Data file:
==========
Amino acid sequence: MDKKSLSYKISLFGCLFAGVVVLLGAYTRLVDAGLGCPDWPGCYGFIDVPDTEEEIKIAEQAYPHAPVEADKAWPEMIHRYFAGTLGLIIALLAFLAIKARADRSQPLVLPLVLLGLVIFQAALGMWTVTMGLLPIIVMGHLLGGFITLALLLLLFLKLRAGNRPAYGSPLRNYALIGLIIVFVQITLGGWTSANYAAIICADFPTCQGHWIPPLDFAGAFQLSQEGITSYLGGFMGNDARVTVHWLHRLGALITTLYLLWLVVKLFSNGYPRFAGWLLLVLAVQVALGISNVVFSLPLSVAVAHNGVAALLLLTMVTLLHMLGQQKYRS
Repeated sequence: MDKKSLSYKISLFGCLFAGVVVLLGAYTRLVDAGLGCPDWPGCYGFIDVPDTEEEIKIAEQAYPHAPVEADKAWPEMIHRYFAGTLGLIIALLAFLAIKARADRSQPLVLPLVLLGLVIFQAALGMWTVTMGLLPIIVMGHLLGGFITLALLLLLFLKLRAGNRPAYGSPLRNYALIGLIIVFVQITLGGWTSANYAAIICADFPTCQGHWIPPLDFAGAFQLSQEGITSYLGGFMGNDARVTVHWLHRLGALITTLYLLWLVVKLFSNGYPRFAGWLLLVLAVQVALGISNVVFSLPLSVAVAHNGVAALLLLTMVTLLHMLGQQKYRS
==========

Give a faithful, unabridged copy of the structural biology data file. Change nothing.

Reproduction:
Amino acid sequence: MDKKSLSYKISLFGCLFAGVVVLLGAYTRLVDAGLGCPDWPGCYGFIDVPDTEEEIKIAEQAYPHAPVEADKAWPEMIHRYFAGTLGLIIALLAFLAIKARADRSQPLVLPLVLLGLVIFQAALGMWTVTMGLLPIIVMGHLLGGFITLALLLLLFLKLRAGNRPAYGSPLRNYALIGLIIVFVQITLGGWTSANYAAIICADFPTCQGHWIPPLDFAGAFQLSQEGITSYLGGFMGNDARVTVHWLHRLGALITTLYLLWLVVKLFSNGYPRFAGWLLLVLAVQVALGISNVVFSLPLSVAVAHNGVAALLLLTMVTLLHMLGQQKYRS
Repeated sequence: MDKKSLSYKISLFGCLFAGVVVLLGAYTRLVDAGLGCPDWPGCYGFIDVPDTEEEIKIAEQAYPHAPVEADKAWPEMIHRYFAGTLGLIIALLAFLAIKARADRSQPLVLPLVLLGLVIFQAALGMWTVTMGLLPIIVMGHLLGGFITLALLLLLFLKLRAGNRPAYGSPLRNYALIGLIIVFVQITLGGWTSANYAAIICADFPTCQGHWIPPLDFAGAFQLSQEGITSYLGGFMGNDARVTVHWLHRLGALITTLYLLWLVVKLFSNGYPRFAGWLLLVLAVQVALGISNVVFSLPLSVAVAHNGVAALLLLTMVTLLHMLGQQKYRS